Both CCPM with advanced analytics and speech analytics are next generation solutions that leverage contact center data to improve service delivery; however, there are fundamental differences in the problems these two technologies solve and the benefits that can be derived from them – although they sound similar on the surface.
CCPM is a management tool that uses multiple systems to create agent-level key performance indicators (KPIs) and enables supervisors to rate agent performance and identify opportunities for improvement based on these KPIs – typically improving targeted metrics by 5 to 20 percent. With best-in-class CCPM systems, which include automated call reasoning, an FCR module, and the ability to link to voice recordings, supervisors are able to identify agents that are struggling with particular call types or who cause repeat calls, and go directly to specific calls during training. Because it is grounded in KPIs, CCPM is not well suited for random analysis of calls, voice-dependent analysis such as dead time and emotion, or the spotting of keywords spoken in particular calls as part of a QM process.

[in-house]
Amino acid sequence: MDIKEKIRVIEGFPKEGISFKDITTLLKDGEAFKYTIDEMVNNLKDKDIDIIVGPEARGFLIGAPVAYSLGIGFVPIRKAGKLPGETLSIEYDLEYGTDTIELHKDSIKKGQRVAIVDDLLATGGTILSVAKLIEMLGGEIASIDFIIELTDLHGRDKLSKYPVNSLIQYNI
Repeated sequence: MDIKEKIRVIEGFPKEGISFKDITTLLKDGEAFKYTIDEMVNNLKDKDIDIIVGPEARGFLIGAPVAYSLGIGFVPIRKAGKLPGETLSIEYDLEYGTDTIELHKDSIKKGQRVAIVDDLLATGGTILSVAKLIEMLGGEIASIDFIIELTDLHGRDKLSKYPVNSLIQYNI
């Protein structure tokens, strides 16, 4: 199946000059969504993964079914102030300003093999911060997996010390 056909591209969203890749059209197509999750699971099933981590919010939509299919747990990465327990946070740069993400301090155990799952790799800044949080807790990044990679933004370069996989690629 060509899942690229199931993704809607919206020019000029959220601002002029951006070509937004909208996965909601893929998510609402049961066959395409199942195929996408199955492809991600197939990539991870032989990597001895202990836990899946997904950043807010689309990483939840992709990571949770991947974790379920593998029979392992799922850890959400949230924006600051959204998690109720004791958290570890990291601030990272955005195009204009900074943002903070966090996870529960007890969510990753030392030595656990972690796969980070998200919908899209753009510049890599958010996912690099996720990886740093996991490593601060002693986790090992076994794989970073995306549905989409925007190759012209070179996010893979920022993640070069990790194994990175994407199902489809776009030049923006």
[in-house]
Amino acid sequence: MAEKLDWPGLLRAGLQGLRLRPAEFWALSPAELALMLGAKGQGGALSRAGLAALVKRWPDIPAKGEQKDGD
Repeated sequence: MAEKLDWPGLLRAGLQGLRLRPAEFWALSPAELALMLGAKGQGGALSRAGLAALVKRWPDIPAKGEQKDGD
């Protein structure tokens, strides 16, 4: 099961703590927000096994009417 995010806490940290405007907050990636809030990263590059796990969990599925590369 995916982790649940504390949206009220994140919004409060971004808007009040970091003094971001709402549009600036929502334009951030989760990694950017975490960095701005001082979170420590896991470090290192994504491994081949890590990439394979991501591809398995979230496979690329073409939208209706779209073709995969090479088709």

Speech analytics is essentially an analyst search tool that allows analysts to search for examples of calls that fit a particular profile such as high emotion, mention of a competitor, and mention of a prior call; however, speech analytics solutions reject the vast majority of calls that are not an obvious match. Therefore, speech analytics is not designed to accurately tag 100 percent of calls with a call reason or to assess FCR for use in performance management – rather, it is designed to find a few good examples of each.
While speech analytics is an intriguing new technology, its early adopters have discovered that is more difficult to solve specific problems than they initially expected. Best-in-class CCPM with advanced analytics provides contact center supervisors, agents, analysts, and executives with the tools necessary to reduce the cost of unwanted call volume and improve customer satisfaction, sales effectiveness, and agent attrition.